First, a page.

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An antinuclear antibody (ANA) test measures the amount and pattern of antibodies in your blood that work against your own body (autoimmune reaction).
The body's immune system normally attacks and destroys foreign substances such as bacteria and viruses. But in disorders known as autoimmune diseases, the immune system attacks and destroys the body's normal tissues. When a person has an autoimmune disease, the immune system produces antibodies that attach to the body's own cells as though they were foreign substances, often causing them to be damaged or destroyed. Rheumatoid arthritis and systemic lupus erythematosus are examples of autoimmune diseases.
An ANA test is used along with your symptoms, physical examination, and other tests to find an autoimmune disease.
An antinuclear antibodies (ANA) test is done to help identify problems with the immune system, such as:
You do not need to do anything before you have this test.
Talk to your doctor about any concerns you have regarding the need for the test, its risks, how it will be done, or what the results will mean. To help you understand the importance of this test, fill out the medical test information form ( What is a PDF document? ).
The health professional drawing blood will:
The blood sample is taken from a vein in your arm. An elastic band is wrapped around your upper arm. It may feel tight. You may feel nothing at all from the needle, or you may feel a quick sting or pinch.
There is very little chance of a problem from having a blood sample taken from a vein.
An antinuclear antibody (ANA) test measures the amount and pattern of antibodies in your blood that work against your own body (autoimmune reaction). If there are more antibodies in the blood than normal, the test is positive. When the test is positive, most labs do other tests right away to look for the cause. These tests can find out which antibodies are in the blood in higher amounts than normal.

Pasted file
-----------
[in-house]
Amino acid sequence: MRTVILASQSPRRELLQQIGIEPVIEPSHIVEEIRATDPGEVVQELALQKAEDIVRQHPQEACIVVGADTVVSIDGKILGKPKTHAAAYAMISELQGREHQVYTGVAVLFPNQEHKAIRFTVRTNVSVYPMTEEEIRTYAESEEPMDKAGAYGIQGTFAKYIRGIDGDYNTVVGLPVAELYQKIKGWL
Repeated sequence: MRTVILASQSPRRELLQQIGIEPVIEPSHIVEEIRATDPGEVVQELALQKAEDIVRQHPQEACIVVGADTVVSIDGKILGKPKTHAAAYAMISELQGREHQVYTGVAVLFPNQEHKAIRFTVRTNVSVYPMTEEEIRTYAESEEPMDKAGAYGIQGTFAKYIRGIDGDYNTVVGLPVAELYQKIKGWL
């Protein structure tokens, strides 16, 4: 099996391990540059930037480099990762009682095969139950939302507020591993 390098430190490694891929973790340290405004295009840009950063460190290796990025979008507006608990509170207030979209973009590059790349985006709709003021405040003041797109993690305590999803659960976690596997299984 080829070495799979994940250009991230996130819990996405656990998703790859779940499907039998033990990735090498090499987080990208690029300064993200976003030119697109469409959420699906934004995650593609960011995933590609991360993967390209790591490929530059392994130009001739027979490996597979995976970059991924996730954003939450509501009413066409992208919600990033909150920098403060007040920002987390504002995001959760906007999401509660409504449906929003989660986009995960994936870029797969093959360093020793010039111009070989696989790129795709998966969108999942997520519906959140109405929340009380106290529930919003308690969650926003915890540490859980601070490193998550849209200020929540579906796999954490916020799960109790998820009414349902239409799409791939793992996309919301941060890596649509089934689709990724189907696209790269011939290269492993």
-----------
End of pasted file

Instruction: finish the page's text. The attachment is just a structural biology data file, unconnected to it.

Sometimes ANA test results can be abnormal even when a person is healthy.
A positive ANA test may be caused by:
Reasons you may not be able to have the test or why the results may not be helpful include:
Other Works Consulted
Fischbach FT, Dunning MB III, eds. (2009). Manual of Laboratory and Diagnostic Tests, 8th ed. Philadelphia: Lippincott Williams and Wilkins. Pagana KD, Pagana TJ (2010). Mosby's Manual of Diagnostic and Laboratory Tests, 4th ed. St. Louis: Mosby Elsevier.
ByHealthwise Staff Primary Medical Reviewer Anne C. Poinier, MD - Internal Medicine Martin J. Gabica, MD - Family Medicine E. Gregory Thompson, MD - Internal Medicine Kathleen Romito, MD - Family Medicine Adam Husney, MD - Family Medicine
Current as ofOctober 10, 2017
Current as of:
October 10, 2017
Anne C. Poinier, MD - Internal Medicine & Martin J. Gabica, MD - Family Medicine & E. Gregory Thompson, MD - Internal Medicine & Kathleen Romito, MD - Family Medicine & Adam Husney, MD - Family Medicine
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Children's Hospital's main campus is located in the Lawrenceville neighborhood. Our main hospital address is:
UPMC Children’s Hospital of Pittsburgh
One Children’s Hospital Way
4401 Penn Ave.
Pittsburgh, PA 15224
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